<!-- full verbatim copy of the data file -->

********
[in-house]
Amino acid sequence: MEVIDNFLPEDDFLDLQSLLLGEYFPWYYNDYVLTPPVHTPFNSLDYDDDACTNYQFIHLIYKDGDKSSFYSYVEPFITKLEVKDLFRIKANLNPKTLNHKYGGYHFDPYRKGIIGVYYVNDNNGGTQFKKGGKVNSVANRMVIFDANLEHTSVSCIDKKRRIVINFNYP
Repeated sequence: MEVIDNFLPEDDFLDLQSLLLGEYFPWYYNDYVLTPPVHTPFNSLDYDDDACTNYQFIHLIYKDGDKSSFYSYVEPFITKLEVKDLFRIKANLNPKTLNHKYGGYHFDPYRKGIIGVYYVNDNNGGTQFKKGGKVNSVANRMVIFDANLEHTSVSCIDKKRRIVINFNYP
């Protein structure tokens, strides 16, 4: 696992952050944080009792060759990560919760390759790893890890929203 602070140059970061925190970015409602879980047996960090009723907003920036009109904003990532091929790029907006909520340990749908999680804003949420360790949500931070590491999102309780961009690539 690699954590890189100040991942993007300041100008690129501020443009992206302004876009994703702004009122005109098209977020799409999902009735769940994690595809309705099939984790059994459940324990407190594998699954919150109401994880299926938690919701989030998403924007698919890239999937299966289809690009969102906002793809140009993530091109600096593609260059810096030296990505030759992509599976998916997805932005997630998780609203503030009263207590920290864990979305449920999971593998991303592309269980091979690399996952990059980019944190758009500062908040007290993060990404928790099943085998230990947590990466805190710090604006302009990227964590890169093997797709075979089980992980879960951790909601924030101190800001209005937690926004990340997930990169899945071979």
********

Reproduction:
[in-house]
Amino acid sequence: MEVIDNFLPEDDFLDLQSLLLGEYFPWYYNDYVLTPPVHTPFNSLDYDDDACTNYQFIHLIYKDGDKSSFYSYVEPFITKLEVKDLFRIKANLNPKTLNHKYGGYHFDPYRKGIIGVYYVNDNNGGTQFKKGGKVNSVANRMVIFDANLEHTSVSCIDKKRRIVINFNYP
Repeated sequence: MEVIDNFLPEDDFLDLQSLLLGEYFPWYYNDYVLTPPVHTPFNSLDYDDDACTNYQFIHLIYKDGDKSSFYSYVEPFITKLEVKDLFRIKANLNPKTLNHKYGGYHFDPYRKGIIGVYYVNDNNGGTQFKKGGKVNSVANRMVIFDANLEHTSVSCIDKKRRIVINFNYP
């Protein structure tokens, strides 16, 4: 696992952050944080009792060759990560919760390759790893890890929203 602070140059970061925190970015409602879980047996960090009723907003920036009109904003990532091929790029907006909520340990749908999680804003949420360790949500931070590491999102309780961009690539 690699954590890189100040991942993007300041100008690129501020443009992206302004876009994703702004009122005109098209977020799409999902009735769940994690595809309705099939984790059994459940324990407190594998699954919150109401994880299926938690919701989030998403924007698919890239999937299966289809690009969102906002793809140009993530091109600096593609260059810096030296990505030759992509599976998916997805932005997630998780609203503030009263207590920290864990979305449920999971593998991303592309269980091979690399996952990059980019944190758009500062908040007290993060990404928790099943085998230990947590990466805190710090604006302009990227964590890169093997797709075979089980992980879960951790909601924030101190800001209005937690926004990340997930990169899945071979």